2017 ASSA Meetings AEA Session on Financial Crises, Pecuniary Externalities, and Financial Regulation

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Motivation Big picture: are nancial crises associated with ineciencies?

wild changes in asset prices I interaction and feedback with credit frictions → suggests pecuniary externalities at work, i.e. externalities associated with price movements I However, folk knowledge argues that pecuniary externalities do not matter for eciency BUT: this is no longer true in economies with nancial frictions I

This paper: characterize optimal policies with inecient pecuniary externalities in economies with nancial frictions I general framework to focus on theoretical underpinnings

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Summary 1. Characterize general eciency properties of economies with nancial frictions 2. Distinguish two distinct pecuniary externalities I I

distributive externalities (diering MRS) collateral externalities (price in constraints)

3. Identify sucient statistics for optimal corrective taxes on I I

Financing decisions Investment decisions

4. Four applications that link sucient statistics to primitives I I

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externalities can generally take on either sign illustrate which factors cause sign to ip

Bonus: map existing literature into distributive & collateral externalities 3 / 20

Review of the (classic) literature I

Benchmark: Arrow Debreu with complete markets I I

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Diamond 67: example of (constrained) eciency with incomplete markets I

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Nonexistence of equilibrium New market that makes everyone worse o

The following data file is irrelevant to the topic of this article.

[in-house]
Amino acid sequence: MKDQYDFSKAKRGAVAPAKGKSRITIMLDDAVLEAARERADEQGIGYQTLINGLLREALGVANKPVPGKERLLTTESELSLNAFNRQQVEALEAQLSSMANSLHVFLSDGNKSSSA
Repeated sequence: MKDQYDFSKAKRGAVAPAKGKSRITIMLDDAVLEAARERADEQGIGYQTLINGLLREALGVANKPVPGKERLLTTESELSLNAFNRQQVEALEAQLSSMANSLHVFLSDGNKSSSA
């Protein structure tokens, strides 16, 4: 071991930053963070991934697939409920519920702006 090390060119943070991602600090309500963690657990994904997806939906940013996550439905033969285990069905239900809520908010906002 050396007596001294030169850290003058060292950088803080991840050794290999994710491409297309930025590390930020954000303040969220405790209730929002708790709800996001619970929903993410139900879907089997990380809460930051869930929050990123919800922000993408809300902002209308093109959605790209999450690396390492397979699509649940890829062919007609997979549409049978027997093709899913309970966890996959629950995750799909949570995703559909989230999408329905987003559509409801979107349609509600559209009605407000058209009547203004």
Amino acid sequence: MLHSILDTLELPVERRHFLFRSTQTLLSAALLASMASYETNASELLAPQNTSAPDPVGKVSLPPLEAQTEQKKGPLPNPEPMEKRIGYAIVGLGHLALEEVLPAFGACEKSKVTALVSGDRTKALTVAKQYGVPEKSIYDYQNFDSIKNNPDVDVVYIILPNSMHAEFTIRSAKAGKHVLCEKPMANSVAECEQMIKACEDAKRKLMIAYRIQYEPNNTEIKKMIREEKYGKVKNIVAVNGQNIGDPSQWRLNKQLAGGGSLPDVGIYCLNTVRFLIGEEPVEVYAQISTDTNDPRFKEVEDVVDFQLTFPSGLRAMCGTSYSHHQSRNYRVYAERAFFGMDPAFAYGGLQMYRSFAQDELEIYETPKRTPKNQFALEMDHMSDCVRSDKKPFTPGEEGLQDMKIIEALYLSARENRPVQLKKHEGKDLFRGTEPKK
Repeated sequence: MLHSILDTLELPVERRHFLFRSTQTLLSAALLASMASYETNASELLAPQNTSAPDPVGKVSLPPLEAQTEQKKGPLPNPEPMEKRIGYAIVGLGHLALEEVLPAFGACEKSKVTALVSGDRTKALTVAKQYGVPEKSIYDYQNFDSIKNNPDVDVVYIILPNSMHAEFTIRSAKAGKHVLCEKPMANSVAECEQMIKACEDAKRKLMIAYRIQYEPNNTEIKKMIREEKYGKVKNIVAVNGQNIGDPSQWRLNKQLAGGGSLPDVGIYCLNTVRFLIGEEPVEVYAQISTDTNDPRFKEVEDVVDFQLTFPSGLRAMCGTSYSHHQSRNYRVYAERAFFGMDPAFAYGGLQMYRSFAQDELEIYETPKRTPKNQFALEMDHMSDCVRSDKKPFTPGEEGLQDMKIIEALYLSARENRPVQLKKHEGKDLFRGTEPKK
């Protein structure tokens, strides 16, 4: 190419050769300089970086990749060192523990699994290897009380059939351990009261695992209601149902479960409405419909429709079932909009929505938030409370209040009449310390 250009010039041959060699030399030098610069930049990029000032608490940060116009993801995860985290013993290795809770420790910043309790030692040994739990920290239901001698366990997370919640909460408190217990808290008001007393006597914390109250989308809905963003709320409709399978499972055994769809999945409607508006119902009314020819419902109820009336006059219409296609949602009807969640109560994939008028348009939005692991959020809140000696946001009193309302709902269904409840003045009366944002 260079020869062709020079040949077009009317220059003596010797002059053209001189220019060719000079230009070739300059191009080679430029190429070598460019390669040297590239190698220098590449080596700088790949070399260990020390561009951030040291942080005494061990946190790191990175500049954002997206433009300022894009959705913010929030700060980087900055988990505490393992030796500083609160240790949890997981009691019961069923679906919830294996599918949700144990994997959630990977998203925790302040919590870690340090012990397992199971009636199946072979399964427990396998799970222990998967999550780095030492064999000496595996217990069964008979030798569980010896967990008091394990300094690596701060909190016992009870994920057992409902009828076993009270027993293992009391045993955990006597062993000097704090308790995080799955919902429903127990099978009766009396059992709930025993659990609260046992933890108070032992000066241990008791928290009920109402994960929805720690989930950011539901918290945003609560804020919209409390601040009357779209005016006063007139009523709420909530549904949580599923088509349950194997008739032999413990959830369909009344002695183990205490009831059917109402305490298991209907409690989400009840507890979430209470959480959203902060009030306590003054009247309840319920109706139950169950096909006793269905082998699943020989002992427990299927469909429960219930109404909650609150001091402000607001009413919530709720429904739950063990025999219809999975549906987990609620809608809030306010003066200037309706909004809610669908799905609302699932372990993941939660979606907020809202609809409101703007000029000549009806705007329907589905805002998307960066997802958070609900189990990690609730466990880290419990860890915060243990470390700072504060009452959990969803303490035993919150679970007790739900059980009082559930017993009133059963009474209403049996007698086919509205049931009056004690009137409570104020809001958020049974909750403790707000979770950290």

Stiglitz 82: I

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Eciency of stock market equilibrium

Hart 75: example of ineciency due to incomplete markets I

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First welfare theorem (FWT) applies Standard proof of FWT not very intuitive

ineciency of stock market equilibrium

With multiple goods, relative prices changes (i.e. pecuniary externalities) create ineciency

Geanakoplos-Polemarchakis 86: generic constrained ineciency of GE with incomplete markets Greenwald-Stiglitz 86: generic constrained ineciency of imperfect information/incomplete markets models 4 / 20

Environment I I I I I

Three dates: t = 0, 1, 2 Uncertainty ω ∈ Ω, realized at date 1 Two agents: borrowers and lenders i = {b, `} h i 2 i t i i Utilities U = E0 ∑t=0 β u ct with cit ≥ 0 Budget constraints h i ci0 + hi k1i + E0 m1ω xi,ω = ei0 1 i,ω i,ω i,ω k1i , ∀ω c1i,ω + qω ∆k2i,ω + m2ω xi,ω 2 = e1 + x1 + F1 i,ω i,ω i,ω = e + x + F k2i,ω , ∀ω ci,ω 2 2 2 2

I

Interpretation of environment 1. 2. 3. 4.

Firms/entrepreneurs Leveraged intermediaries Indebted households (homeowners) Financially constrained arbitrageurs 5 / 20